Metamaterial Flattens Bulky Optical Devices
Posted on: 06/14/2013
Ultra-thin, lightweight, broadband polarimetric photonic devices and optics could result from recent research by a team of Los Alamos National Laboratory (LANL) scientists. Their work could impact security screening systems, infrared thermal cameras, energy harvesting, and radar systems.
This development is a key step toward replacing bulky conventional optics with flexible sheets that are about the thickness of a human hair and weighing a fraction of an ounce. The advance is in the design of artificially created materials, called metamaterials, that give scientists new levels of control over light wavelengths.
The LANL team demonstrated broadband, high-performance linear polarization conversion using ultrathin planar metamaterials, enabling possible applications in the terahertz (THz) frequency regime. Their design can be scaled to other frequency ranges from the microwave through infrared.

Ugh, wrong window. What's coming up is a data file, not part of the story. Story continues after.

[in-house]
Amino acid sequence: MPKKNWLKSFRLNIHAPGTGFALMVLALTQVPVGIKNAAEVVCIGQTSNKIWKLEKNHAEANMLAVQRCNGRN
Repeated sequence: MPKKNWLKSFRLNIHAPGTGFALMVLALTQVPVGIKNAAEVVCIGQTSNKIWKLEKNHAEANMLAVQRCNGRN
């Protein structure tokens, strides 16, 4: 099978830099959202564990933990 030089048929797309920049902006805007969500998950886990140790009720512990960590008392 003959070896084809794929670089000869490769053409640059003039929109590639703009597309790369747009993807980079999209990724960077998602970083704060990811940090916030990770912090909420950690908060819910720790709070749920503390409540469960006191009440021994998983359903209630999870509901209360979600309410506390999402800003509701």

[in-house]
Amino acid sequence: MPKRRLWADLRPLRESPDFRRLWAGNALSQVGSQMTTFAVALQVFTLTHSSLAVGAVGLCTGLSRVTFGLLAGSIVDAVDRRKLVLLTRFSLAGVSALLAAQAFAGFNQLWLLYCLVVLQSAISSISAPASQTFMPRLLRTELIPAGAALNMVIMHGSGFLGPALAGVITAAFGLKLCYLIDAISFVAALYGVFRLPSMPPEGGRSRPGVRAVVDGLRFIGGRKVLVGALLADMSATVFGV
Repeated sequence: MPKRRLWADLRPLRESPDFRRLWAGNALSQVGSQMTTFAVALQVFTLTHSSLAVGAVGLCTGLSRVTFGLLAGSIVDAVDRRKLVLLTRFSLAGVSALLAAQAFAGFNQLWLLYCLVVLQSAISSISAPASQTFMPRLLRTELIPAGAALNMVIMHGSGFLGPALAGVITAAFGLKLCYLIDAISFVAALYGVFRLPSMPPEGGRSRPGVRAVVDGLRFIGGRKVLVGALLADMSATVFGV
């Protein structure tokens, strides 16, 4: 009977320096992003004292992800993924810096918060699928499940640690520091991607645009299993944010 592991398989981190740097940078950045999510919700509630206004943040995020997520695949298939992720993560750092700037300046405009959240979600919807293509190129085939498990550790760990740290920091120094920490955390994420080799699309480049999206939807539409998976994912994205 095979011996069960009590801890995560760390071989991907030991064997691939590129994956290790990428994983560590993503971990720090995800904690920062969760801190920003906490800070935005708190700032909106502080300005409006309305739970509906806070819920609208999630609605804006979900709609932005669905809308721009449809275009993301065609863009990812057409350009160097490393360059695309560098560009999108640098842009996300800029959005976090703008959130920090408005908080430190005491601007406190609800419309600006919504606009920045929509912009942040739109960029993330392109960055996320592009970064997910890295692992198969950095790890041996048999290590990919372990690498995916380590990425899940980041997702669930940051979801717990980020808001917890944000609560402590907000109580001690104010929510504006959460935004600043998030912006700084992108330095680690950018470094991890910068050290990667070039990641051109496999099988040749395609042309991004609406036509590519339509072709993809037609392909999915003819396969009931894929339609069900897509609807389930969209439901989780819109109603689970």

Metamaterial-based polarimetric devices are particularly attractive in the terahertz frequency range due to the lack of suitable natural materials for these applications. Currently available designs suffer from either very limited bandwidth or high losses. The Los Alamos designs also further enable the near-perfect realization of the generalized laws of reflection/refraction. According to the researchers, this can be exploited to make flat lenses, prisms, and other optical elements in a fashion very different from the curved, conventional designs that are now used.
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